Horses thundered past Lord Loughton as he wandered along Rotton Row. His quarry, Lady Clara, was further ahead on a bench in Hyde Park. Her bonnet tilted askew as she gestured with a hard slash of her hand to a severely dressed gentleman sitting with her. Rather than adjust her bonnet, she ignored the sunlight on her face, and her freckles appeared like dots of burnt sugar on her cheeks. Fortunately, he was a fan of freckles, so they didn’t diminish her allure but made him smile as she continued to press her point, whatever it was, to the gentleman beside her.
Lady Clara was a lovely woman with a passionate nature, at least in conversation, and Liam cared not a whit. It was her dowry and her brother’s position in government that had caught his attention. Still, she appealed to him, and so he approached her in the only way a Scotsman could approach a titled English lady—by apparent accident.
“It’s not possible,” she was saying to the man. “Think of the height of those castle towers. You’d have to get water all the way up there. You’d have to carry it up. Imagine the amount of work!”
The gentleman shook his head. “Begin with a cistern to catch rainwater. And then, with the right application of pulleys, a single maid could bring water up from a well.”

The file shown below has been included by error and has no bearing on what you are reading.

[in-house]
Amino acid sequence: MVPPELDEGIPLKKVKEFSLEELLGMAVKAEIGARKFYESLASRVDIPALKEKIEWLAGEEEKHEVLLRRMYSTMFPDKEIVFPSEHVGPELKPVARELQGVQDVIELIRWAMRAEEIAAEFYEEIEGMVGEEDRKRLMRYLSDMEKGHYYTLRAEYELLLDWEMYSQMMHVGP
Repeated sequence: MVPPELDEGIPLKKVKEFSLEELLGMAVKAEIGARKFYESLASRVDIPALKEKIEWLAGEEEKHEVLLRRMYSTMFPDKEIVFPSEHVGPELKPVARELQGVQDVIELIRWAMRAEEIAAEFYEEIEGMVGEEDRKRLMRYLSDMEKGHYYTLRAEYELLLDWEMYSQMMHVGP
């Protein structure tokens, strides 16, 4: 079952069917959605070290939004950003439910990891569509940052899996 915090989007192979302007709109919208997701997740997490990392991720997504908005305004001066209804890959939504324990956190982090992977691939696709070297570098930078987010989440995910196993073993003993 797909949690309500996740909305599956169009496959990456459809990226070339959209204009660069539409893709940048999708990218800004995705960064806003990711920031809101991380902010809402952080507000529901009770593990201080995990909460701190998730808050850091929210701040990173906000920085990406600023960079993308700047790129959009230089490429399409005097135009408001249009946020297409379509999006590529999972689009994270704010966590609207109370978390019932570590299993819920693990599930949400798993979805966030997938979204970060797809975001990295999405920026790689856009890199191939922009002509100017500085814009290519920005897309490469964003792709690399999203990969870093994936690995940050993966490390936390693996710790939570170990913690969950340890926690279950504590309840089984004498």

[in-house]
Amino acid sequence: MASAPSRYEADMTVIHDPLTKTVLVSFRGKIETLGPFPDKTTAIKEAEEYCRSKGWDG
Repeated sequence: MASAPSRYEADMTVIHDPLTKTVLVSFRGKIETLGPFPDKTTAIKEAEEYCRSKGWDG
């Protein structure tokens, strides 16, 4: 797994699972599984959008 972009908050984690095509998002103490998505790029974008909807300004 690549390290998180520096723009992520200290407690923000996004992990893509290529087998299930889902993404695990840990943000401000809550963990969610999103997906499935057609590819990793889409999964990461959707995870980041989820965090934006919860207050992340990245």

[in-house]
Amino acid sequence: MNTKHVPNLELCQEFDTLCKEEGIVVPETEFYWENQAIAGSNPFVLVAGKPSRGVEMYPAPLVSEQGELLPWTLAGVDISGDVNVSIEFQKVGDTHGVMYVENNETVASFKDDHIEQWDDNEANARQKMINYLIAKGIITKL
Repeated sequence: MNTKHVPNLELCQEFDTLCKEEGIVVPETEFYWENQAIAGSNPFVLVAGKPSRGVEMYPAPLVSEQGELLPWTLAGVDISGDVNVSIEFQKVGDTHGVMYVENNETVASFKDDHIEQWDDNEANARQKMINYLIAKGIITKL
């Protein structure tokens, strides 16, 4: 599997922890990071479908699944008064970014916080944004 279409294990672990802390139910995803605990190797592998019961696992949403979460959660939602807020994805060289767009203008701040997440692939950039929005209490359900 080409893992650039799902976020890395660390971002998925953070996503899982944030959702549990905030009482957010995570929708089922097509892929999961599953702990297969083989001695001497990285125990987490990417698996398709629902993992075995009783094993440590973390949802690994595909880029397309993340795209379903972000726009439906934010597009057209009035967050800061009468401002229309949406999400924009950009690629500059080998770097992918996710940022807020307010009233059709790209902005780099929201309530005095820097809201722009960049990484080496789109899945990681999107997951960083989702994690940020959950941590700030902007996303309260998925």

“A well, yes, but not all the way up to the top of a castle.” The lady gestured with her hands to a place high above her head.
“Yes, she could,” the gentleman countered. “Think of a line of buckets on a pulley that dunked buckets in the nearest stream.”
“But that could be miles away!”
She took a deep breath in preparation of continuing her argument, but Liam grabbed the opportunity to intrude. “Excuse me,” he said, doing his best to hide his Scottish accent. “I couldn’t help but overhear. By any chance, have either of you ever lived in a castle?”
Lady Clara blinked. “I’ve toured them, of course—”
“Myself, as well,” the gentleman said.
“—But they’re drafty, awful places compared to a modern home,” she finished.
They could be, he thought, but his expression was one of challenge. “ I live in a castle, and I can tell you that it’s not always that way.” He smiled. “Were you talking about plumbing? I would very much like to hear your ideas.”
The gentleman frowned. Liam could tell he wasn’t interested in sharing the lady’s attention. Fortunately, Lady Clara lived up to her reputation of being willing to talk to anyone about anything. “You live in a castle? Is it in Scotland?”
So much for hiding his accent. Either he’d been very bad at it or she had a good ear. He bowed again. “Lord Loughton, at your service.”
“See here,” the gentleman said as he pushed up from his park bench. “You can’t go up to strangers and introduce yourself. That’s not the way it’s done in London.”
What he meant was that as a Scotsman, Liam couldn’t approach strangers. Fortunately, Lady Clara was more open-minded.